CSCI-4969/6966 Networking In the Linux Kernel Syllabus
Instructor: Buster Holzbauer ()
Office Hours: Amos Eaton 205, Tuesday and Friday, 2pm-4pm (and by appointment)
Pre-requisites: CSCI-4210 Operating Systems/equivalent, or instructor permission.
Topics: Kernel organization, TCP/IP fundamentals, kernel development process, common kernel macros/data structures, kernel networking data structures, network programming basics, network utilities, more as time allows
Expectations, Classroom Time, Attendance: This is an advanced topics course, so it is expected that you are comfortable with C programming, operating systems concepts, and common data structures. If you are not, it will be your responsiblity to "catch up" if you remain in the course. That being said, it is the only kernel course currently offered here, so we will move slower through kernel-specific concepts.
Since this is a new course, the first time is going to be more of a "pilot". That does not mean we will treat the course more casually, but projects and organization will likely need tuning as the semester progresses. As such, attendance and participation in lecture will be a highly important component of the course. You are expected to regularly attend lecture, ask questions, and participate in in-class discussions.
There will be smaller independent assignments, but the majority of the projects will be team-based. You are not required to work with the same partner each time. All team members are expected to contribute to the assignments, both in code and writeup.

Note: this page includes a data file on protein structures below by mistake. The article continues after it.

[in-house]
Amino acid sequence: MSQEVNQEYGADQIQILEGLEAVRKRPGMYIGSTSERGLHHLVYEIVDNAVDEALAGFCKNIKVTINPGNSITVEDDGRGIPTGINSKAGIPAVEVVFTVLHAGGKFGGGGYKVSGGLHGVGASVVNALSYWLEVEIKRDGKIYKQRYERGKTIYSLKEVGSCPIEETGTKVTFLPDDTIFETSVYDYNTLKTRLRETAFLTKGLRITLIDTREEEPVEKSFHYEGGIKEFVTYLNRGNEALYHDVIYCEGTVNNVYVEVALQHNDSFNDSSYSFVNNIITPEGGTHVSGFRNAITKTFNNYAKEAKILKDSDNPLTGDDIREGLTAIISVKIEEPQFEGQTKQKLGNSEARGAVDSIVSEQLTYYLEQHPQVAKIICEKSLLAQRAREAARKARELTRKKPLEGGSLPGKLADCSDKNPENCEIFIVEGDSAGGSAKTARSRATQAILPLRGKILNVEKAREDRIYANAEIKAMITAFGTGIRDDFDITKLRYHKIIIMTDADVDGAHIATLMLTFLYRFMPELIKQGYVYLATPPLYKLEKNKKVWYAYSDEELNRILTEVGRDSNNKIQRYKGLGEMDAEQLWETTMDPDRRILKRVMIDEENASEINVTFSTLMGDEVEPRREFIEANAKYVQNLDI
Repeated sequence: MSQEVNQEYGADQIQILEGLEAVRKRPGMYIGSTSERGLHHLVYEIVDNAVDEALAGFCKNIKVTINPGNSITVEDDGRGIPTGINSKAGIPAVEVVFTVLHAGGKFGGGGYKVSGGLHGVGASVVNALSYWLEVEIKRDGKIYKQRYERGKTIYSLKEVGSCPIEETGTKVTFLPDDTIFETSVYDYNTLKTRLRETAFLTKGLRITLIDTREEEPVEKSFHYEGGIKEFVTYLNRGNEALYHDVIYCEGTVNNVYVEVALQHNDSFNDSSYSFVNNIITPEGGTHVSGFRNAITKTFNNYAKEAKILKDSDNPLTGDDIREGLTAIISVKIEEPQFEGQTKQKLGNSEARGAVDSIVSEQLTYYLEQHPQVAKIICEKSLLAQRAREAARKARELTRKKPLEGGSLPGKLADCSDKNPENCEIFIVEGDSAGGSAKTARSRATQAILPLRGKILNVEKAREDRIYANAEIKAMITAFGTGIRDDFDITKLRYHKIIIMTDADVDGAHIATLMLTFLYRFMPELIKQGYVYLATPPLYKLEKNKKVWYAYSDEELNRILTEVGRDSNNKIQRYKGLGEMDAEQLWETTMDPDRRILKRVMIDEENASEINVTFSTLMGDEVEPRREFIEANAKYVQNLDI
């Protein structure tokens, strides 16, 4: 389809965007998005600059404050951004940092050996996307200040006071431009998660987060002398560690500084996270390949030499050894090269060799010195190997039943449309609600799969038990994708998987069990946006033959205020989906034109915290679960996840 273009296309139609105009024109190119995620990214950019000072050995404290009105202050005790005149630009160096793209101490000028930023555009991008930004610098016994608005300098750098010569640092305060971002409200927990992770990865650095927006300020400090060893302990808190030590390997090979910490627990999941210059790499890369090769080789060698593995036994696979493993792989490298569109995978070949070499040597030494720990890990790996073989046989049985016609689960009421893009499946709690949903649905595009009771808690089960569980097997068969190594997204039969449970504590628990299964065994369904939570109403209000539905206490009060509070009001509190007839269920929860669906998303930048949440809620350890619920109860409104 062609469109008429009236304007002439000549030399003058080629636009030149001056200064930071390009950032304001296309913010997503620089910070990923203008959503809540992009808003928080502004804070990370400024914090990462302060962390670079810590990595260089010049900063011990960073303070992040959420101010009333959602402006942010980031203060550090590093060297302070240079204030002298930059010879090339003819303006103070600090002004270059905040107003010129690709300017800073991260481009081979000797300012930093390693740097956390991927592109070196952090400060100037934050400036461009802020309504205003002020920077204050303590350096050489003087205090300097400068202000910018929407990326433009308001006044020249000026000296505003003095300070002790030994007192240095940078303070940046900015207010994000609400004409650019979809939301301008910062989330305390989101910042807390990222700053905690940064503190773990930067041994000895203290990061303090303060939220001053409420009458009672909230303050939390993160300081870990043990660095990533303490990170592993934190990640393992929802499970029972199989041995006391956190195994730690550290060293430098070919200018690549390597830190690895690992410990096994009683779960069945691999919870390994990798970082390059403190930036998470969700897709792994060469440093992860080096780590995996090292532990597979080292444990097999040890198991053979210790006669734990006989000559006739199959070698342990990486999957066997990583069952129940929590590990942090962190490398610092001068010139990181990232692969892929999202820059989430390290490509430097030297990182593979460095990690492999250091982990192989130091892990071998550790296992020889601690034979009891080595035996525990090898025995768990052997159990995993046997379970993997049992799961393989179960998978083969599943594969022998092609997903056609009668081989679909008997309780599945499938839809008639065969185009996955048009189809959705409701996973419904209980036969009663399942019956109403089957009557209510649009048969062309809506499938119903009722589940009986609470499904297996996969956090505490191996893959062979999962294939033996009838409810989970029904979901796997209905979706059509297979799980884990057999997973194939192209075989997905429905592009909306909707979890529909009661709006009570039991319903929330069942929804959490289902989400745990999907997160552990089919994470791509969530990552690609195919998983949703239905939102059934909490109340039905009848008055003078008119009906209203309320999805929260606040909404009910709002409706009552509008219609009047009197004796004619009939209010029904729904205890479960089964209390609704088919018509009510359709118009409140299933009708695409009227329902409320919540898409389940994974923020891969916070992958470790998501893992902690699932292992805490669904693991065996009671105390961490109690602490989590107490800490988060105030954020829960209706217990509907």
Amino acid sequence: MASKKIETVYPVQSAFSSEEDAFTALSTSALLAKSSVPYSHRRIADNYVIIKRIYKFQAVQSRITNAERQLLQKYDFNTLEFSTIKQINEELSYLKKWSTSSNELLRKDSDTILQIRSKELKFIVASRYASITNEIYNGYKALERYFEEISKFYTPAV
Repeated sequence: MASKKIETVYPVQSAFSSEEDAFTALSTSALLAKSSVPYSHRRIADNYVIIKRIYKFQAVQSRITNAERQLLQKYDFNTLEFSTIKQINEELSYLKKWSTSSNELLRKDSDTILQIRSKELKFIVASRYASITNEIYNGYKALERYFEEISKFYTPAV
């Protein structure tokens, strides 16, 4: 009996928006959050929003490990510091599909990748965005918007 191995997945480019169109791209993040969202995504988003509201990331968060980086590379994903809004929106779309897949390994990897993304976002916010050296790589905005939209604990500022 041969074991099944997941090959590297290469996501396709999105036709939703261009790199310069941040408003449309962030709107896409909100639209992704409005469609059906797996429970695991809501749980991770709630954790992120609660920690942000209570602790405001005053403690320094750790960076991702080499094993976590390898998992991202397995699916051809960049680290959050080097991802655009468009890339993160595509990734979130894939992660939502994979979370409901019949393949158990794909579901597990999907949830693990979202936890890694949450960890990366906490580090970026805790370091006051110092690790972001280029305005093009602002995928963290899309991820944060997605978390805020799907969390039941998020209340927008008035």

The course is not currently designated as communication-intensive, however we will be experimenting with components that would let us designate is as such in the future. It is possible but not guaranteed for this course to retroactively gain the communication-intensive label. What this means for students is that there will be written work graded both on clarity and quality. You may want to leverage resources such as the Center for Communication Practices (CCP) based in the Folsom Library to help with your writing.
The grading scheme might change slightly but the approximate breakdown is:
- Course Participation: 20%
- Individual Homework Assignments: 20%
- Team Projects (Coding/Correctness): 30%
- Team Projects (Writeups): 30%
I expect to hand out A, A-, B+, B, B-, and F grades. Coursework that would normally be "barely passing", i.e. "C or D quality work" is unacceptable in an advanced options course like this one. That being said, as long as it is apparent you have put in effort, made progress towards learning objectives, and have been participating in the course, you should not end up failing.
The grades may be curved - I will use Rainbow Grades in conjunction with Submitty to report grades and reflect the curve. There will be approximate A, B, and failing boundaries updates as the course progresses.